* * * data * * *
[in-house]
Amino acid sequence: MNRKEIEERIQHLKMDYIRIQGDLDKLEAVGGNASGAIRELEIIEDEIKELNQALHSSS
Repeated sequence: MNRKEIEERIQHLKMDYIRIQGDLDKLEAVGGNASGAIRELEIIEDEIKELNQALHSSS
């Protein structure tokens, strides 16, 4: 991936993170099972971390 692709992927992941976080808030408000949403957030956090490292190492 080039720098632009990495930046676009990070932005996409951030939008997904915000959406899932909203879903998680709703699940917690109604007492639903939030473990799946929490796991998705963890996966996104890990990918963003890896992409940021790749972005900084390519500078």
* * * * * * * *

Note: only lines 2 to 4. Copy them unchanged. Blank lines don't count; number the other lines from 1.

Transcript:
Amino acid sequence: MNRKEIEERIQHLKMDYIRIQGDLDKLEAVGGNASGAIRELEIIEDEIKELNQALHSSS
Repeated sequence: MNRKEIEERIQHLKMDYIRIQGDLDKLEAVGGNASGAIRELEIIEDEIKELNQALHSSS
């Protein structure tokens, strides 16, 4: 991936993170099972971390 692709992927992941976080808030408000949403957030956090490292190492 080039720098632009990495930046676009990070932005996409951030939008997904915000959406899932909203879903998680709703699940917690109604007492639903939030473990799946929490796991998705963890996966996104890990990918963003890896992409940021790749972005900084390519500078």